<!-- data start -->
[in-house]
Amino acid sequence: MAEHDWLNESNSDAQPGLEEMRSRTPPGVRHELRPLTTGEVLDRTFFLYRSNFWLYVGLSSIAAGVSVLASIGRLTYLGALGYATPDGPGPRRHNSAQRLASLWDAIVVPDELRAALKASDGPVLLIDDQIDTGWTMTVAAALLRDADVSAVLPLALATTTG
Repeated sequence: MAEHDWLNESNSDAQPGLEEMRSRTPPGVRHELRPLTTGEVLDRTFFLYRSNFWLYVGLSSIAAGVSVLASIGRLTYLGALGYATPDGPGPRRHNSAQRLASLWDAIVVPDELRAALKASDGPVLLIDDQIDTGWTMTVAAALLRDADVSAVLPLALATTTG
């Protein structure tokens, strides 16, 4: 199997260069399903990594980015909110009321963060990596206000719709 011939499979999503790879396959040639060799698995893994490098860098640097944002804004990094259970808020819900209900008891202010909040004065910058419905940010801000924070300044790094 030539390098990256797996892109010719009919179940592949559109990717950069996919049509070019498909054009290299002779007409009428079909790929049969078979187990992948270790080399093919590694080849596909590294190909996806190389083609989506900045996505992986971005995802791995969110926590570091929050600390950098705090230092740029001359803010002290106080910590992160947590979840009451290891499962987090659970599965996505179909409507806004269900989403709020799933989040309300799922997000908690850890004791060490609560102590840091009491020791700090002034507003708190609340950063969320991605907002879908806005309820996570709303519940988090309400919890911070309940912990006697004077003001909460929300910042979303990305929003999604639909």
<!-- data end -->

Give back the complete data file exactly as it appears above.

[in-house]
Amino acid sequence: MAEHDWLNESNSDAQPGLEEMRSRTPPGVRHELRPLTTGEVLDRTFFLYRSNFWLYVGLSSIAAGVSVLASIGRLTYLGALGYATPDGPGPRRHNSAQRLASLWDAIVVPDELRAALKASDGPVLLIDDQIDTGWTMTVAAALLRDADVSAVLPLALATTTG
Repeated sequence: MAEHDWLNESNSDAQPGLEEMRSRTPPGVRHELRPLTTGEVLDRTFFLYRSNFWLYVGLSSIAAGVSVLASIGRLTYLGALGYATPDGPGPRRHNSAQRLASLWDAIVVPDELRAALKASDGPVLLIDDQIDTGWTMTVAAALLRDADVSAVLPLALATTTG
């Protein structure tokens, strides 16, 4: 199997260069399903990594980015909110009321963060990596206000719709 011939499979999503790879396959040639060799698995893994490098860098640097944002804004990094259970808020819900209900008891202010909040004065910058419905940010801000924070300044790094 030539390098990256797996892109010719009919179940592949559109990717950069996919049509070019498909054009290299002779007409009428079909790929049969078979187990992948270790080399093919590694080849596909590294190909996806190389083609989506900045996505992986971005995802791995969110926590570091929050600390950098705090230092740029001359803010002290106080910590992160947590979840009451290891499962987090659970599965996505179909409507806004269900989403709020799933989040309300799922997000908690850890004791060490609560102590840091009491020791700090002034507003708190609340950063969320991605907002879908806005309820996570709303519940988090309400919890911070309940912990006697004077003001909460929300910042979303990305929003999604639909």